For the first time in his career, Russell Wilson wasn't a Top 10 fantasy quarterback. Don't expect that trend to continue. There's plenty of signs that point to a major turnaround around for Wilson. The Jimmy Graham of old appears to be lurking around Seahawks' headquarters. A healthy Graham would be a lethal weapon for Wilson in the red zone. Back in the slot, making defenders look foolish with a 3.27 separation rate (70.2 percent of his targets) is Doug Baldwin. Wilson also has emerging outside speed threat targets in Tyler Lockett and Paul Richardson. The Seahawks also brought in Eddie Lacy to pair with Thomas Rawls and C.J. Prosise. Wilson has plenty of talent surrounding him and has no excuse not to exceed his 19.4 points per game average from 2016. (SK)

9. DeVante Parker will be a Top 15 fantasy wide receiver.

Remember when Jay Cutler used to air it out to Alshon Jeffery a few times a game? Well, expect Cutty to go full Cutty this season and let it rip, but only this time he'll be throwing the rock to a player he calls a "faster Alshon Jeffery." Third-year wide receiver DeVante Parker and his new quarterback in Miami have developed quite the connection over the last month. Look for Parker to be Cutler's go-to-guy with the Dolphins and for the former University of Louisville wideout to see at least double the amount of end zone targets (7) he had last year.  (SK)

10. Carlos Hyde will lead the NFL in rushing touchdowns.

"He's the lightest he's been since high school." I know it's cliche and we hear that every offseason referencing a handful of players around the league, but I'm buying it this time around for Carlos Hyde. Under new head coach Kyle Shanahan, the 49ers are going to rely heavily on the ground attack led by Hyde. The former Ohio State running back is coming off a career-best 4.6 yards per carry and has finished in the Top 10 in yards after contact the last two years. Now, he's got a head coach with a proven track record of making running backs elite (Devonta Freeman in Atlanta). With no proven backup running back on the roster and a band of misfits at wide receiver (excluding Pierre Garcon), look for Hyde to deliver a breakout season. (SK)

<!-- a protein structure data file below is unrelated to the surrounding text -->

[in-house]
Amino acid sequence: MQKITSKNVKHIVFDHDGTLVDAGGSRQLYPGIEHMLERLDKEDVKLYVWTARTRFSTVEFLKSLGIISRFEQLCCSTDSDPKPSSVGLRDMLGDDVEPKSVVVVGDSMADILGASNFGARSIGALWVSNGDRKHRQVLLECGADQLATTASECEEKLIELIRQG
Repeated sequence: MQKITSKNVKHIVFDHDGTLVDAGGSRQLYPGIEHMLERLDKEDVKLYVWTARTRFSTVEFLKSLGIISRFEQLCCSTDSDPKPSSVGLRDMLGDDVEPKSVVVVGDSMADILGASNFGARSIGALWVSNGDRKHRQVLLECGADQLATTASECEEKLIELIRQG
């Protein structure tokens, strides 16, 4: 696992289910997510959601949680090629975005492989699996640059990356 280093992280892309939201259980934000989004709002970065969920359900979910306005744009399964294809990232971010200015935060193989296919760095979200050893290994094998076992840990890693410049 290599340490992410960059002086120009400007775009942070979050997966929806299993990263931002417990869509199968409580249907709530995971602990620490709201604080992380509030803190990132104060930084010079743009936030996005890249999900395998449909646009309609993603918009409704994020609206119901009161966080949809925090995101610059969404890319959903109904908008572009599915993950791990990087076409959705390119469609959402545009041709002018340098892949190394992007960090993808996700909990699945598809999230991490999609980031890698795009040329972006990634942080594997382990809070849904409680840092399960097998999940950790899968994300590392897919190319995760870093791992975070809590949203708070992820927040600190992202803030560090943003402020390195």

Bears challenged to replace coaches involved in three all-rookie selections

Bears challenged to replace coaches involved in three all-rookie selections

As a sign of good things to come, three Bears were selected to the NFL's all-rookie teams. But there's a negative thread running through the honors of linebacker Leonard Floyd being named to the rookie defensive team, and the selections of center Cody Whitehair and running back Jordan Howard to the rookie offensive team.
 
The concern lies not in the players or the personnel department under GM Ryan Pace that designated them for drafting. It is in the fact that the position coaches for all three rookie standouts are all gone from the staff of coach John Fox.
 
Finding talent is difficult enough. Developing it is the crucial next step in the football process, and what was evident in the rookie years of Floyd, Whitehair and Howard was that each developed into NFL-grade players with some very solid coaching.

[SHOP: Gear up Bears fans!]
 
Offensive line coach Dave Magazu was not brought back, reportedly in favor of former Miami Dolphins assistant offensive line coach Jeremiah Washburn, as reported by Sirius XM radio and Sporting News.
 
Stan Drayton, who coached Carlos Hyde and Ezekiel Elliott at Ohio State, then Howard this year, left for the University of Texas.

Outside linebackers coach Clint Hurtt appeared to be exiting for the New York Jets, although sources report that the deal may not go through.
 
Coaches can't create talent but they can certainly foster and maximize it. Replacing the mentors of their three top rookies from arguably the best draft class since 2004 (Tommie Harris, Tank Johnson, Bernard Berrian, Nathan Vasher) now becomes a talent search in its own right.